The Dos and Don’ts: Nutritionist-Approved Festive Season Foods

Feeling low? Partying hard and getting run down? You may have anaemia – and RESCU expert Zoe Bingley-Pullin has the recipe to beat your holiday deficiencies.

Ever wondered what causes low energy? Anaemia is an aliment involving a reduction in the oxygen-caring capacity of your blood, resulting from a deficiency in the quality of red blood cells or haemoglobin. It often results in tiredness – go to your GP for a diagnosis.
Here are my tips for health and energy maintenance this holiday season – whether you’re anaemic or simply getting ready for bikini season!

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Foods to avoid:

– All saturated fats. Saturated fats are fats that will solidify. Think butter, cream, cheese, red meat, sour cream and palm kernel and coconut oils

– Alcohol and other stimulants like coffee, tea, cola, and cigarettes only slow the breakdown of fat, therefore increasing cellulite.

– Processed foods not only have high saturated fats but no nutritional value, so next time you have a bite of that finger bun remember: you are eating ‘dead food’.

– Simple carbohydrates drench the body with sugar, making it extremely hard for your body to successful convert glucose to glycogen. Simple carbohydrates, when not used for energy, get converted into fat.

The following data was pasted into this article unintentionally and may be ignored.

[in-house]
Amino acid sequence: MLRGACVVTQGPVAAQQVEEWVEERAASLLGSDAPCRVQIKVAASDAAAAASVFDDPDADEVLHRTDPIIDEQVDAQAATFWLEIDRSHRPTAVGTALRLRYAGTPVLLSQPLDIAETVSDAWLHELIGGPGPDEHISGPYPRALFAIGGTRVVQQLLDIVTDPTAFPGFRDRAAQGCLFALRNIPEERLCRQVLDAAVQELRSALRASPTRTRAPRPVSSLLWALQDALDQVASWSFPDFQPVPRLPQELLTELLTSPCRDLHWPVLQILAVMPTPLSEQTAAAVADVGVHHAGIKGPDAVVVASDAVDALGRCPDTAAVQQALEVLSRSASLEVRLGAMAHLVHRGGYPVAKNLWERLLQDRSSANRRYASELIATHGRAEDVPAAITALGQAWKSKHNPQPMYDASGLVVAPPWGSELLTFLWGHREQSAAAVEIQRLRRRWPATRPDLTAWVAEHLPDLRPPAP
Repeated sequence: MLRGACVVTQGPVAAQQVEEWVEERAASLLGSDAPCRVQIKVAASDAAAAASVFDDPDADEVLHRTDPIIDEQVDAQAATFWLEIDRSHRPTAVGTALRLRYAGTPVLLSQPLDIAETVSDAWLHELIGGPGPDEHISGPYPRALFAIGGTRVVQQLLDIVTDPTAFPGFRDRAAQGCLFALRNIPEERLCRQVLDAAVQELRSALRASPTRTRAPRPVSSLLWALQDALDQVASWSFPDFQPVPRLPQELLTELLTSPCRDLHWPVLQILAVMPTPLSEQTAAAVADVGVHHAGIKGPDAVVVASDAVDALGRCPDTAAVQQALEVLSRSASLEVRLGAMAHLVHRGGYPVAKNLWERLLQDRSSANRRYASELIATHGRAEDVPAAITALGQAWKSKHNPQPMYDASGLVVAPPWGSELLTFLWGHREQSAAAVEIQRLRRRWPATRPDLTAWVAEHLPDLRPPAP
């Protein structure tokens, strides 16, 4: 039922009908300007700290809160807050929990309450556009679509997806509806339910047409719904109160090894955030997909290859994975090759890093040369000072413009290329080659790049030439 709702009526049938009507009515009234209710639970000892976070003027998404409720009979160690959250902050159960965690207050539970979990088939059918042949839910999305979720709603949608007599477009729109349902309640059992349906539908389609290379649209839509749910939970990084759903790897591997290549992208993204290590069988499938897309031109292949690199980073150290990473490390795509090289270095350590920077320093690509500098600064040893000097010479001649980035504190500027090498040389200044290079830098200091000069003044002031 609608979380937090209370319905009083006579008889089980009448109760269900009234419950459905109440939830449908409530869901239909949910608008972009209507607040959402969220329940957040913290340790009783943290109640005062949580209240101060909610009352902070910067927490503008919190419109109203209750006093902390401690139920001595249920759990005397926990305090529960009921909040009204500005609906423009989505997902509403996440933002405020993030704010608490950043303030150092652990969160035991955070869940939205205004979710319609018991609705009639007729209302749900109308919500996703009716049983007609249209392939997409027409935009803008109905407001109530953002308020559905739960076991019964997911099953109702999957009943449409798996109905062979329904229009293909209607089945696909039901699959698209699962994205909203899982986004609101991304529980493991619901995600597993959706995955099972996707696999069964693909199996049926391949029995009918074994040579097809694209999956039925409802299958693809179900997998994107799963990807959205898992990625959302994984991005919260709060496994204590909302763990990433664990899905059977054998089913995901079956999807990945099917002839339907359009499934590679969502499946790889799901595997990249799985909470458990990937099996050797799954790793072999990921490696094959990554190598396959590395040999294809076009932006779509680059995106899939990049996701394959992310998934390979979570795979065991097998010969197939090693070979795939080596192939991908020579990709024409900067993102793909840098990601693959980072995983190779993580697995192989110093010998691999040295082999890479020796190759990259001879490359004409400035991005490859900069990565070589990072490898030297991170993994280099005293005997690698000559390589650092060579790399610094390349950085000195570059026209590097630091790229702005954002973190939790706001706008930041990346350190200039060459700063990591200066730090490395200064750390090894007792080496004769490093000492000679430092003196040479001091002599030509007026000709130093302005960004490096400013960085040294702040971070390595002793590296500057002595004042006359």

Simple carbohydrates are sugar, sweets and refined flours – like white bread and candy.

Foods to have:

– Essential Fatty Acids help to decrease the desire to eat harmful fats.
Fats provide a source of energy for body processes, and they help with the transportation and absorption of fat-soluble vitamins such as A, D, E, and K. They are also a source of the vital nutrients known as essential fatty acids.
Good sources of EFA’s are olive oil, flaxseed oil, nuts, avocado, fish (salmon, sardines, tuna, bluefish and mackerel) and Evening primrose oil.
EFA’s also helped to maintain strong hair and nails and keep your skin free from acne and skin disorders.

– You can eat a great deal of fresh fruit and vegetables without putting on any weight.

– Nuts are excellent snack food, but don’t eat over 10-20g day.

– Drink at least 8 to 10 glasses of pure water. This can include a couple of glasses of herbal tea.

– Drink two or three cups of green tea. Green tea is a high antioxidant and helps with cleansing and metabolising fat.

– Fresh juices are one of the best ways to achieve daily nutritional requirements without excess weight.

Diet and Lifestyle Management plan for anaemics

  • Spirulina (12,000mg per day)
  • Wheat grass (juice) reputedly alleviates anaemia, as it has almost the exact structure of haemoglobin
  • Alfalfa
  • Nettle tea
  • Ginseng alleviates anaemia by increasing white blood cell and haemoglobin counts in persons afflicted with anaemia
  • Beetroot juice
  • Lettuce
  • Folic acid helps to prevent magablastic anaemia
  • Vitamin C helps to prevent iron deficiency anaemia by facilitating the absorption of Iron
  • Vitamin E helps to prevent anaemia by protecting red blood cells from the toxic effect of free radicals

 

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